The New Left reinvented that heritage in the 1960s. Instead of (or in addition to) Marx and Lenin, activists began to read Herbert Marcuse, C. Wright Mills, and Saul Alinsky. As new, more particular movements developed, the reading list grew to include feminists, African-Americans, and other traditionally excluded groups. This vastly enhanced the range of voices in the public sphere—one of the truly great revolutions in American intellectual politics. But it did little to create a single coherent language through which to maintain common cause. Instead, the left ended up with multiple “movement cultures,” most of them more focused on issue-oriented activism than on a common set of ideas.

Liberals have channeled their energies even more narrowly over the past half-century, tending to prefer policy tweaks and electoral mapping to big-picture thinking. When was the last time you saw a prominent liberal politician ascribe his or her passion and interest in politics to, of all things, a book?

via Paul Ryan and Ayn Rand: Why don’t America liberals have their own canon of writers and thinkers? – Slate Magazine.

A book that changed your life

Booklover raised the ante on yesterday’s post about books that have influenced your political beliefs, asking if a book CHANGED your views, or just confirmed what you already believed. Let’s ramp it up even more: Has there been a book that changed your life in some way? Let’s not limit it to politics or ideology. Has a book changed your faith or your theology? Your approach to your family, your work, your everyday life? Not counting the Bible.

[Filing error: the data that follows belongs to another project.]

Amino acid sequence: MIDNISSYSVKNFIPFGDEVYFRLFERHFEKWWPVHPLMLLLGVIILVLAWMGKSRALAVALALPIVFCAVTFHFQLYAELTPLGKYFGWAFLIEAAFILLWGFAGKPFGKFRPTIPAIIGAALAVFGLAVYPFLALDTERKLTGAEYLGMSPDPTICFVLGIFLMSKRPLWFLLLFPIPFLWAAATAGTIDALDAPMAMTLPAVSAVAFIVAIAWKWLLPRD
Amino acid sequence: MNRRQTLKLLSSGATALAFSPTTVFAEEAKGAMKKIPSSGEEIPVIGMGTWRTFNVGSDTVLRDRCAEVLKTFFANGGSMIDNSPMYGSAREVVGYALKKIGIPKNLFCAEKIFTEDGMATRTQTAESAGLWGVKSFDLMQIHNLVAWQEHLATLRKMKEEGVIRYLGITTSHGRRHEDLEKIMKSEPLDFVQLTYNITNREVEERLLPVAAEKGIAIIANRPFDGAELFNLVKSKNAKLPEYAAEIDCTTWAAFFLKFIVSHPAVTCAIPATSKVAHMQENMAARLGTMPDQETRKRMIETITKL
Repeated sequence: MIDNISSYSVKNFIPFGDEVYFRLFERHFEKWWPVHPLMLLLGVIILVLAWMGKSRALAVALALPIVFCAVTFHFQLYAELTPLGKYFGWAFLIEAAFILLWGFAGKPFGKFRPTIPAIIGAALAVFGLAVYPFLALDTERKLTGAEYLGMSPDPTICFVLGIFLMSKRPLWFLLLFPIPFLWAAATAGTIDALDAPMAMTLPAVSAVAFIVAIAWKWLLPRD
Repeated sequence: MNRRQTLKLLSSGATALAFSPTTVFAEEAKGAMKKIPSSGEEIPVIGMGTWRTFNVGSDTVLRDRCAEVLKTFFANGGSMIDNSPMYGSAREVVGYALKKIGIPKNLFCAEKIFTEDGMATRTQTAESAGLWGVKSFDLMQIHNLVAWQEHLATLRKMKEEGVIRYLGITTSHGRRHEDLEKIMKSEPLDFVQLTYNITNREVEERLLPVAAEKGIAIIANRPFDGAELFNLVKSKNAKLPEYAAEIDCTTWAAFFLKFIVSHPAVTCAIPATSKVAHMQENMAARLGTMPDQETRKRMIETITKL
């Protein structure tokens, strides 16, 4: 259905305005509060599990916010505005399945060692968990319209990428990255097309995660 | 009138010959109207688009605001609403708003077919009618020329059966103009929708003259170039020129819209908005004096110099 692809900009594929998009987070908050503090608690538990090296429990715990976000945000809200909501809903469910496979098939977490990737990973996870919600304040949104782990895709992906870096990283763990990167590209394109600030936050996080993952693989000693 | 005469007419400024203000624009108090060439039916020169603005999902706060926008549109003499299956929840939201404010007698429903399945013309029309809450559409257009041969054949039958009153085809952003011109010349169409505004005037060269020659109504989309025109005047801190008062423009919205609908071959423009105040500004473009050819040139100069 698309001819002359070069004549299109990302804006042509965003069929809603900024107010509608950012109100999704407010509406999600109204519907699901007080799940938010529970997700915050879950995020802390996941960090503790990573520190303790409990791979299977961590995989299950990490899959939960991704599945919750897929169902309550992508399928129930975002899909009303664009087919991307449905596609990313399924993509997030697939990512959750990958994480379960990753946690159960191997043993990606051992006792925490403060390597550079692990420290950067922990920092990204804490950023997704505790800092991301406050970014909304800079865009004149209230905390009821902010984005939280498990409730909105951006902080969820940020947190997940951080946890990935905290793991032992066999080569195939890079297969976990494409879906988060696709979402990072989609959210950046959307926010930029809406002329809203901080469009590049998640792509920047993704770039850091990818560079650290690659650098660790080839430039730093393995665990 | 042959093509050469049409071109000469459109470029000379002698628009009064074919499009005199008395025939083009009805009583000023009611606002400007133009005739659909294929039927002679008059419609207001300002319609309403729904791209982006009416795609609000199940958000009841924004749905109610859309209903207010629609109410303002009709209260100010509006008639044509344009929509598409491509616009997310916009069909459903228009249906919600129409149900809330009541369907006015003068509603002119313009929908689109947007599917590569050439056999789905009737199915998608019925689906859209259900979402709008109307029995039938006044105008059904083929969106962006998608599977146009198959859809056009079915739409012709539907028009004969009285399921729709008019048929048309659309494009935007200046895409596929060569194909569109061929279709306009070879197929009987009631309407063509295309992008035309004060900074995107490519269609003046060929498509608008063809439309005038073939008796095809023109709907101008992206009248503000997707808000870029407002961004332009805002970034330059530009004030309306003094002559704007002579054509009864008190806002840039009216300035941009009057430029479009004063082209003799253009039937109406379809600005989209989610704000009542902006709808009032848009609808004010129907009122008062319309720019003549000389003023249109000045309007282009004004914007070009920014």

I’ll go first. C. S. Lewis’s “Mere Christianity,” which I read as a high schooler, made me realize that maybe there is something to this Christianity. Having grown up in mainline liberal Protestantism, I had never even heard that Jesus was God in the flesh. Nor did I know of any other historic Christian doctrines. That book started me on a long road.

Books of influence

An interesting article on how most of our presidents have been big readers, and how the books they read have influenced their policies:  For Obama and past presidents, the books they read shape policies and perceptions.  Truman’s reading about ancient history led to his support of the founding of Israel.  Kennedy and Johnson read books on the poor in American that led to the “war on poverty.”  Nixon pored over histories in working through his foreign policies.  Jimmy Carter got his sense of national “malaise” from “The Culture of Narcissism.”   Reagan read Milton Friedman, which led to his free-market reforms.  Bush, contrary to stereotype, read extensively, and his reading of Soviet dissident Natan Sharansky’s books on democracy inspired him to attempt to spread democracy throughout the world.

What books have influenced YOUR political beliefs?